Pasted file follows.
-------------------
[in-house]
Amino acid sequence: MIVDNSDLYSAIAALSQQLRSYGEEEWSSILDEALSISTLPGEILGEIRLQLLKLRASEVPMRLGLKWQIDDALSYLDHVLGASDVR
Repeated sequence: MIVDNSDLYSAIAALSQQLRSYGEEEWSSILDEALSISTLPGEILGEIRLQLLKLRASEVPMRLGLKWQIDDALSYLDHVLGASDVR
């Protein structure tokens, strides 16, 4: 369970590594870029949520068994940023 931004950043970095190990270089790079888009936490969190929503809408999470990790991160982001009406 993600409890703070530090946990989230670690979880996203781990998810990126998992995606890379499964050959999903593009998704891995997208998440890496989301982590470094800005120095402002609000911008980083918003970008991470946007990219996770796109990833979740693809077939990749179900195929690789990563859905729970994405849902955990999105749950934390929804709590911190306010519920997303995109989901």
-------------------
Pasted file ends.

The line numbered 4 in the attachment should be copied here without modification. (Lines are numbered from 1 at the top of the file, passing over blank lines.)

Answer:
């Protein structure tokens, strides 16, 4: 369970590594870029949520068994940023 931004950043970095190990270089790079888009936490969190929503809408999470990790991160982001009406 993600409890703070530090946990989230670690979880996203781990998810990126998992995606890379499964050959999903593009998704891995997208998440890496989301982590470094800005120095402002609000911008980083918003970008991470946007990219996770796109990833979740693809077939990749179900195929690789990563859905729970994405849902955990999105749950934390929804709590911190306010519920997303995109989901």